A conversation with Tobias Richter

The President of the Concours Géza Anda talks about the legacy of his competition's namesake artist, the huge repertoire candidates have to master, and recent developments

WFIMC: What does the name Géza Anda mean to you?

Tobias Richter: The name Géza Anda has always been close to my heart. I had the honour to meet this great artist during the festival in Lucerne back in the sixties, where my father was a regular guest artist ,and could luckily develop a long-standing friendship with his widow Hortense Anda-Bührle, the founder of the Concours Géza Anda. After her passing I took over the presidency of the Géza Anda Foundation in 2018, already having been a member of the board of trustees for many years. After Géza Anda´s death in 1976, his wife had this dream of somehow continuing his work and keeping his legacy alive. As her family was always very music minded, but also very close to fine art because of her father´s collection, Mrs. Anda set about realizing her dream of creating a framework and a supporting platform for future generations of young artists in an environment of important music and painting. 

Where do you see the relevance of the artist Geza Anda for today?

Geza Anda was legendary, a universal musician, except maybe with a little reservation towards so-called contemporary music. His musical tradition and interests were more based on Bartok and his Hungarian origins, and that’s why the competition repertory of the 20th century was mainly focused on these composers until now. In that spirit it also occurred that other great musicians of the international scene were supporting us by serving on the jury of the competition, like Georg Solti, who was its first president.
The repertoire did grow continuously over the past years, mainly focused on Geza Anda´s own repertoire and that also  became one of the main characteristics of the competition: there is a lot of music to be prepared, a lot of very difficult music, to play. Perhaps sometimes more than at many other competitions.
When I took over, my major concern was how to adapt and develop the competition, along with a few generational changes, to better meet the demands of today’s international music scene. To be more precise, that means for our competition: a clear profile, clear rules, and a jury slightly different from elsewhere: a jury in which the artists set the tone. Outstanding artists, but artists that are sensibly paired with producers, artistic directors, as well as pedagogues and composers; in other words, key opinion leaders in our business.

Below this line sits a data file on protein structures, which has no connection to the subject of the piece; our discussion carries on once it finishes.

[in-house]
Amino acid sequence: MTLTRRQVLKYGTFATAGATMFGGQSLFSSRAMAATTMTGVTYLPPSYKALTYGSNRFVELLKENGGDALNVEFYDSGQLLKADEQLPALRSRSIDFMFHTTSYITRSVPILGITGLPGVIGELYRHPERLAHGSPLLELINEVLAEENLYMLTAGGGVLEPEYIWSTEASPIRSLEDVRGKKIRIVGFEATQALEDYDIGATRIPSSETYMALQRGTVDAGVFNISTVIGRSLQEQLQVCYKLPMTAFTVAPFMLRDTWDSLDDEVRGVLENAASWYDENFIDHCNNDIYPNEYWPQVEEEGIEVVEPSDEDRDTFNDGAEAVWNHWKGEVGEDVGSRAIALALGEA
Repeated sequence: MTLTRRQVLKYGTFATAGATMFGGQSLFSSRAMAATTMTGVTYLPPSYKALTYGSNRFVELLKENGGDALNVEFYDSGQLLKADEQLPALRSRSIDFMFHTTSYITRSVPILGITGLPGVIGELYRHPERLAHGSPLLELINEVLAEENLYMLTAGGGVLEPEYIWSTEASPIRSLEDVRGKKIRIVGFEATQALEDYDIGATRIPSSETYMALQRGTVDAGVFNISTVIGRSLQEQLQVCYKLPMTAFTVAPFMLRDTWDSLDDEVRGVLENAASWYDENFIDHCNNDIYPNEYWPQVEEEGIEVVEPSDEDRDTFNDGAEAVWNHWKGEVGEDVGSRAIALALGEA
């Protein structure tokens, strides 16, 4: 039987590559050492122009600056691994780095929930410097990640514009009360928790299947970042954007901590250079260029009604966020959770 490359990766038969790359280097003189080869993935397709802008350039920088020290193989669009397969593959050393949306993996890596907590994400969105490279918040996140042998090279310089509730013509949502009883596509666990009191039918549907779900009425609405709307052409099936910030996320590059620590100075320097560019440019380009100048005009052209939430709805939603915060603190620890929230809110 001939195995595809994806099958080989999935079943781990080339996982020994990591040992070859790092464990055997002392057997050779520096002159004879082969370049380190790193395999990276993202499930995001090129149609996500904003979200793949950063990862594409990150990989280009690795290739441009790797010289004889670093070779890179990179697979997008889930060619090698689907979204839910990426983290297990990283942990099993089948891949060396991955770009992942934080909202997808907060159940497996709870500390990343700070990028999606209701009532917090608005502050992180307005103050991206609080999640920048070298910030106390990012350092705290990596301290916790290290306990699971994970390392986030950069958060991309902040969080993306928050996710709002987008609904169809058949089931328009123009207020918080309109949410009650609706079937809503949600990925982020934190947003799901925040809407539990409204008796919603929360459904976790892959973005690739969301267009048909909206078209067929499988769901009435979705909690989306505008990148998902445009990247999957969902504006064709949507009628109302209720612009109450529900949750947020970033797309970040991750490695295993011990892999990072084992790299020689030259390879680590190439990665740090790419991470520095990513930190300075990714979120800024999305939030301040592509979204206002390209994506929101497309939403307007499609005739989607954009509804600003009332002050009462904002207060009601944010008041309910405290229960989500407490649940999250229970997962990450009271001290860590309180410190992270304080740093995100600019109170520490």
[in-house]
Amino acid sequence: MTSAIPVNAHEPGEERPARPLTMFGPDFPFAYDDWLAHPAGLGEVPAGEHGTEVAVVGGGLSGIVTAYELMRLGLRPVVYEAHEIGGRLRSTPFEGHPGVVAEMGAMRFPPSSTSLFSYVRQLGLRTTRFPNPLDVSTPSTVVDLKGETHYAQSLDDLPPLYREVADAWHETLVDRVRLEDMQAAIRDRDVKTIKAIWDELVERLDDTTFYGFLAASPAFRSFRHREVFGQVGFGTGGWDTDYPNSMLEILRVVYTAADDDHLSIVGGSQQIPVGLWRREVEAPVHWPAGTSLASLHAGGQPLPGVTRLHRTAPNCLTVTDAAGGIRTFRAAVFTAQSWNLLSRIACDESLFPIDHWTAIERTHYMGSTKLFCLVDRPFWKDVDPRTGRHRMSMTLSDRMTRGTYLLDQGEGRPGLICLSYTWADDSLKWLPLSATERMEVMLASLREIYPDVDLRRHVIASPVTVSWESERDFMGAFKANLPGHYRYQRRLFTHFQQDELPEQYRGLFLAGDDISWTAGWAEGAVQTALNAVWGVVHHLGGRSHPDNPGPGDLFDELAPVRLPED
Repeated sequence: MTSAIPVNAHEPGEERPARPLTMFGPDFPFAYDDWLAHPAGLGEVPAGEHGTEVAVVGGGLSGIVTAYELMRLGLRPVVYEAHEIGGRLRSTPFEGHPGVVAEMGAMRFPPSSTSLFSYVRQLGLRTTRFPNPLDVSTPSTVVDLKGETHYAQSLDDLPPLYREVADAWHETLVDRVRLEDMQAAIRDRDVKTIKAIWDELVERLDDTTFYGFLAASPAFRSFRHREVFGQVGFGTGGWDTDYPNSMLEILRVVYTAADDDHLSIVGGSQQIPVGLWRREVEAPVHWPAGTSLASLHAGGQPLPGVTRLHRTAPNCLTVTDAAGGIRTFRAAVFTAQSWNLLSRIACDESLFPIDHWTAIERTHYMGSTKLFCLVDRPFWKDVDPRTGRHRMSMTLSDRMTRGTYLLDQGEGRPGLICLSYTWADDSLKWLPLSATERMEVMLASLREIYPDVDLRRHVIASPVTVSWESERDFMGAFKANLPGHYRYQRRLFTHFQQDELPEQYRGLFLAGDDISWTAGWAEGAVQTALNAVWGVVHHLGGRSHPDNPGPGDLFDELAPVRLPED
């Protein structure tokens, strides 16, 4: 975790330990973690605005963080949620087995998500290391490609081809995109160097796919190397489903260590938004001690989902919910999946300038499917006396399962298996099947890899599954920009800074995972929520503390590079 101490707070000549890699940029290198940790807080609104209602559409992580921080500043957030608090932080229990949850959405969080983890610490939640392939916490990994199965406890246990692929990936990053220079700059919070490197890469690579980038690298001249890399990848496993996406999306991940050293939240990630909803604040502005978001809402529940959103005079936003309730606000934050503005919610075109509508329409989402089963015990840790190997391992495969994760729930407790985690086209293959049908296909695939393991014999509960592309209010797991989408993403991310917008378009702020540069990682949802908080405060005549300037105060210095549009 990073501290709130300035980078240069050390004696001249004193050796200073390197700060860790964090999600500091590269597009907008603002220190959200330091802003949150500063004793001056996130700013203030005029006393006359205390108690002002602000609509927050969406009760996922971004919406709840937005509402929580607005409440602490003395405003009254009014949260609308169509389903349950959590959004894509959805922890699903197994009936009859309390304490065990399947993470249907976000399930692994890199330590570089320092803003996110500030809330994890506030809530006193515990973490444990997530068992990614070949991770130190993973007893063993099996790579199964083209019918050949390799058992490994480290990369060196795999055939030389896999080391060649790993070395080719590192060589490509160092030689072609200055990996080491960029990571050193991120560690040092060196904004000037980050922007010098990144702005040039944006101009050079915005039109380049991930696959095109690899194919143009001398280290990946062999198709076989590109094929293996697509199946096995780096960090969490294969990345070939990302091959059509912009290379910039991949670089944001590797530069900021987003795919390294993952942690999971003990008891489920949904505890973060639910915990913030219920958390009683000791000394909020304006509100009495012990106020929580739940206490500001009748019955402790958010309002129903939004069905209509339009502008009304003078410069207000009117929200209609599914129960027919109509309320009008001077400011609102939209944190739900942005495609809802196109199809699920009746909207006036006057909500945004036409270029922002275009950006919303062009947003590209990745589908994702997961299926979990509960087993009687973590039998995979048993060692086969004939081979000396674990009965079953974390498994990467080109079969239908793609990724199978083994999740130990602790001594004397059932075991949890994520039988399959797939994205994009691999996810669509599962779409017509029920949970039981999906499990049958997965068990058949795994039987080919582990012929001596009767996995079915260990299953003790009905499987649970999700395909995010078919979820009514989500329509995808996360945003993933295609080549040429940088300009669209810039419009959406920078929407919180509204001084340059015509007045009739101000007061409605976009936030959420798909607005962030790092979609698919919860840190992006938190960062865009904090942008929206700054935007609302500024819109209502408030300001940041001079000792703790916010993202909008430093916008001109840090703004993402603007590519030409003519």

In 2018, when I took over, we had no idea about the huge geopolitical problems we would have to fight one year later with the COVID pandemic.  Very early I had asked Nelson Freire to be chair of the competition, and we were extremely happy that he accepted our invitation. He was one of the first insisting to reduce the huge repertoire list, as he said we should make it more convenient for a large variety of young artists to apply and take the time to perform at our competition. In the past, we did miss some young artists who preferred to produce themselves at the Rubinstein-, the Tchaikovsky-, or the Chopin-Competition because of this, and we definitely wanted to sharpen the profile of our competiton. For Géza Anda, Bartók was particularly important, as well as Liszt, Dohnanyi, Chopin, and German Romanticism. And, of course, he was very influential with his Mozart interpretations. He did not only play the Mozart works beautifully, but he also conducted his concertos from the piano, in the tradition of the composers of that period. These were the determinating elements of our competition’s profile of 2021, and like many others I must say that we found the result very convincing . We were also very fortunate as we were able to hold a live competition, just with a reduced number of live audience, during the pandemic, something many others were unable to do.

Géza Anda in 1960. ©Bachtel- Concours Géza Anda

There have been many changes in the jury over the years…

Of course, we had also to face really bad luck: we lost our much admired chairman of the jury, Nelson Freire, who died, very unexpectedly, in the middle of COVID. But due to the pandemic restrictions, many artists were unable to perform live concerts and had all of a sudden some free dates in their calendar. That was how we were lucky to  get the wonderful Gerhard Oppitz, another pianist in Geza Anda´s tradition, taking over as a chair. He did a wonderful job leading our jury, and hopefully he will be back with us in the future.
For many years we have been dreaming of having Martha Argerich with us and this time, for our 2024 competition, she has finally accepted to join our jury.